From a recent study of university libraries. There’s plenty in this report on digital scholarship, print journals, and comparative approaches of the various disciplines.
Neither faculty members nor librarians expect e-books to constitute a viable substitute for print books; they are more generally seen as complementary.
Somewhat oddly given this low level of faculty interest in e-books, many librarians consider the provisioning of e-books an important role, and substantially more expect it to be one in five years (see Figure 16). This enthusiasm is notably higher at the largest institutions, with one-quarter of librarians anticipating a transformative role and two-thirds believing that licensing and making available e-books is an important library function, both numbers well above those of smaller schools. Librarians’ enthusiasm in the face of a relative lack of interest from faculty may indicate that librarians are responding to student demand or expecting future faculty demand.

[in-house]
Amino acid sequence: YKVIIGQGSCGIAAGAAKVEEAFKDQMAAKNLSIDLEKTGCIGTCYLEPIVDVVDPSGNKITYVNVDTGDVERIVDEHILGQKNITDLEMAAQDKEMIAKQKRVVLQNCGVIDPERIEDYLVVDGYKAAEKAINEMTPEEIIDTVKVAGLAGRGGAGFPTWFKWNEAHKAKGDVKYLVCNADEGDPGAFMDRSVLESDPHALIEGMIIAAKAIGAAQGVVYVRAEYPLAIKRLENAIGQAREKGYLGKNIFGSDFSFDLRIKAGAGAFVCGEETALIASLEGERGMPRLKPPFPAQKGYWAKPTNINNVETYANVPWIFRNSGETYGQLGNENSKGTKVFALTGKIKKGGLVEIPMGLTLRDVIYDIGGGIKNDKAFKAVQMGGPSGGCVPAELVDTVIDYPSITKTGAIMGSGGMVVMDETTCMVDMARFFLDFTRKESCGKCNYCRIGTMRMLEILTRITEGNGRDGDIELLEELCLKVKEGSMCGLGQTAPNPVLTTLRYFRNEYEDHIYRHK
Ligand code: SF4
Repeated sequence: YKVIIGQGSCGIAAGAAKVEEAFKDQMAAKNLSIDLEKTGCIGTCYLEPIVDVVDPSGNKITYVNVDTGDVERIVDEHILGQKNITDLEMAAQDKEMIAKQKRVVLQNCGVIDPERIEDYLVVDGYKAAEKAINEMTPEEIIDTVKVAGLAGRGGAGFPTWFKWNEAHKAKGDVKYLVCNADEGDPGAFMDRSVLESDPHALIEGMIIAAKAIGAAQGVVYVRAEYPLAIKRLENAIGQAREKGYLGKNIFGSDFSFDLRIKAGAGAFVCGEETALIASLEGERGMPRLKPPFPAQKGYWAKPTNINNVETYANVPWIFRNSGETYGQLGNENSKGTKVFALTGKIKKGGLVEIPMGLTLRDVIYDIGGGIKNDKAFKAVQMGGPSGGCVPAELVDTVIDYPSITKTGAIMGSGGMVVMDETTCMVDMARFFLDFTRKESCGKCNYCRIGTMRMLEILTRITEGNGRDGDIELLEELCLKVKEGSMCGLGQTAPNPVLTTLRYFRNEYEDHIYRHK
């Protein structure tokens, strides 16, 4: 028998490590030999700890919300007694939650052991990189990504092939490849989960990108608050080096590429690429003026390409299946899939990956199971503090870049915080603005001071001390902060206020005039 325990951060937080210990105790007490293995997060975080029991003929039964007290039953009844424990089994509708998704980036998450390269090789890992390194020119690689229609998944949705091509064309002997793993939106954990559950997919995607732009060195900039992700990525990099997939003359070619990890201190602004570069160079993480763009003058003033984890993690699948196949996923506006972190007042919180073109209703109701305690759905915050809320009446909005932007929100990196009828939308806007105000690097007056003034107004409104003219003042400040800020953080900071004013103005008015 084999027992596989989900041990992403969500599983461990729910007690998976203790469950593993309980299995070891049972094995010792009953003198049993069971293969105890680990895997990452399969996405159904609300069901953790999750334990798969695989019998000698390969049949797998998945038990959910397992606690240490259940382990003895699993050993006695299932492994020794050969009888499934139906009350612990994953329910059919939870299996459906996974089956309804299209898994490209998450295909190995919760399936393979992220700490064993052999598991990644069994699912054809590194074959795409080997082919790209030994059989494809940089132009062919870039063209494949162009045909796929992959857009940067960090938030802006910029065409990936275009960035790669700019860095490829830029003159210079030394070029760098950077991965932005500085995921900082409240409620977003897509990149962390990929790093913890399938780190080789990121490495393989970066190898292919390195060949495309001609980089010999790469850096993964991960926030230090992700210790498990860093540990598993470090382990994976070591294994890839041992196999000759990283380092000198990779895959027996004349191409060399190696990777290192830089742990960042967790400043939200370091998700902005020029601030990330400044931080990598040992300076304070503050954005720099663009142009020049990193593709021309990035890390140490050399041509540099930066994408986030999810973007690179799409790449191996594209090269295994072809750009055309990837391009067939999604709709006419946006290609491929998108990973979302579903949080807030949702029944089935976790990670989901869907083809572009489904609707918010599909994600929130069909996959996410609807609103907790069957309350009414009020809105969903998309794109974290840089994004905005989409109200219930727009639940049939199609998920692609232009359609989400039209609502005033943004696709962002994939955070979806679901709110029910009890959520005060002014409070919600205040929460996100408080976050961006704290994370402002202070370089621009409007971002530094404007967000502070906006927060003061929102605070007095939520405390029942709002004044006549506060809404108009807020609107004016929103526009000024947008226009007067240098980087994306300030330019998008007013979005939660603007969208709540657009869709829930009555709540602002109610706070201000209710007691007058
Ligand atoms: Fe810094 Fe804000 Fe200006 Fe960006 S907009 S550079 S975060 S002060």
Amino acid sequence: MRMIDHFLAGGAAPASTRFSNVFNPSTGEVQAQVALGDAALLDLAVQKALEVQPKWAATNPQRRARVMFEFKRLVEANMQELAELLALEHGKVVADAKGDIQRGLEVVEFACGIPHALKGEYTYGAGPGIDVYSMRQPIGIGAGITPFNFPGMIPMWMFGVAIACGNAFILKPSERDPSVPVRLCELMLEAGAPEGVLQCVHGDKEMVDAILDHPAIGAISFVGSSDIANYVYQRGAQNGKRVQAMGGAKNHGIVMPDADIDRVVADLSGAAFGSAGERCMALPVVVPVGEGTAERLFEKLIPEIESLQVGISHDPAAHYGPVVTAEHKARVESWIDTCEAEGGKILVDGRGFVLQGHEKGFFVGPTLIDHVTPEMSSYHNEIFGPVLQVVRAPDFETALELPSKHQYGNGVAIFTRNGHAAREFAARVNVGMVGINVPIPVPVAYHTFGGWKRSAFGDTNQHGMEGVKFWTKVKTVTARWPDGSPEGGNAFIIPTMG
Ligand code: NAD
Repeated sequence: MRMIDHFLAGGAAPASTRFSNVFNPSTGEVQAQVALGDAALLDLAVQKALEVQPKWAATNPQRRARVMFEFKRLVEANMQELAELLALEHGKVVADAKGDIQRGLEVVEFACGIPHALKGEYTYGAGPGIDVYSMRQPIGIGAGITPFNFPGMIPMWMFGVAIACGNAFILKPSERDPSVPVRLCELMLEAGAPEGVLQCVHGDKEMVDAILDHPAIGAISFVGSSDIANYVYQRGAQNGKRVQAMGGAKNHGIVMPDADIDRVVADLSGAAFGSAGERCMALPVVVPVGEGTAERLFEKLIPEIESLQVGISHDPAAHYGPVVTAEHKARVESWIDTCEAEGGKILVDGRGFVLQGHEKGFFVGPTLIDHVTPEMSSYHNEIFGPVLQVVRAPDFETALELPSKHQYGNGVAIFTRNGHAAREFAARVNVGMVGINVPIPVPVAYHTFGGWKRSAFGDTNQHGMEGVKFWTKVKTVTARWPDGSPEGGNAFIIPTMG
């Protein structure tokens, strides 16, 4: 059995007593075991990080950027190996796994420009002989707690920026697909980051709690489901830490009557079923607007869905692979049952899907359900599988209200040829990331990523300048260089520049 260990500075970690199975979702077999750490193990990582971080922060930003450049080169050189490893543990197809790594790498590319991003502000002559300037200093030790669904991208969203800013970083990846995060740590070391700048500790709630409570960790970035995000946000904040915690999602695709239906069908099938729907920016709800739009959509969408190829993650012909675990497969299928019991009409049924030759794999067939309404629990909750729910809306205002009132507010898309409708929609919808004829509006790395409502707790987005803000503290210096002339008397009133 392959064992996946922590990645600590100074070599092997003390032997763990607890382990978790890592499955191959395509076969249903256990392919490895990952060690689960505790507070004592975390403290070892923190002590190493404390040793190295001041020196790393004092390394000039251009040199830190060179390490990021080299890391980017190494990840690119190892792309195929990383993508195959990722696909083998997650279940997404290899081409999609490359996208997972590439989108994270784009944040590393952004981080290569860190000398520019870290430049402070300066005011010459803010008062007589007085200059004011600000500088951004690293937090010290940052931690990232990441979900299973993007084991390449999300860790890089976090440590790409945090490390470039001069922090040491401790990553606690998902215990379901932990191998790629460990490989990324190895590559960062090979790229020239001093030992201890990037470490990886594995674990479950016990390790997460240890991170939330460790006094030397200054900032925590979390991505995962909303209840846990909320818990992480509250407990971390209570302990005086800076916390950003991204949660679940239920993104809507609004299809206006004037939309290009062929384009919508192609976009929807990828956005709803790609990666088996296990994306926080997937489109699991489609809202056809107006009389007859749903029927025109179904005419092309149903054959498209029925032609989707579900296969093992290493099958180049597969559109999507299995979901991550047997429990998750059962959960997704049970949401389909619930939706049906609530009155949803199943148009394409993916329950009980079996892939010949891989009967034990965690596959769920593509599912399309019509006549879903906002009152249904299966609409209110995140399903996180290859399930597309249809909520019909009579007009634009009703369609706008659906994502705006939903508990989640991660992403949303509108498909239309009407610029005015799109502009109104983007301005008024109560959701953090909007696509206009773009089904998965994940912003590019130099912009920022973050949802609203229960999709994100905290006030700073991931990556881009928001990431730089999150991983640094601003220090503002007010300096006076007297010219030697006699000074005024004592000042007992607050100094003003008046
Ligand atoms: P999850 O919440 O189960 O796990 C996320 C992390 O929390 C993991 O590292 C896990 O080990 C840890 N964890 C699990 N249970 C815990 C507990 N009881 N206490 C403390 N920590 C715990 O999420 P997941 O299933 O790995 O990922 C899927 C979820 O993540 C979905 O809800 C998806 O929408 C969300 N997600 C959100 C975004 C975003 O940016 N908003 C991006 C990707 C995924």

It is also possible that librarians believe wider use of e-books will improve their ability to provide library services in a cost-effective manner, and are interested in driving the transformation of the book medium.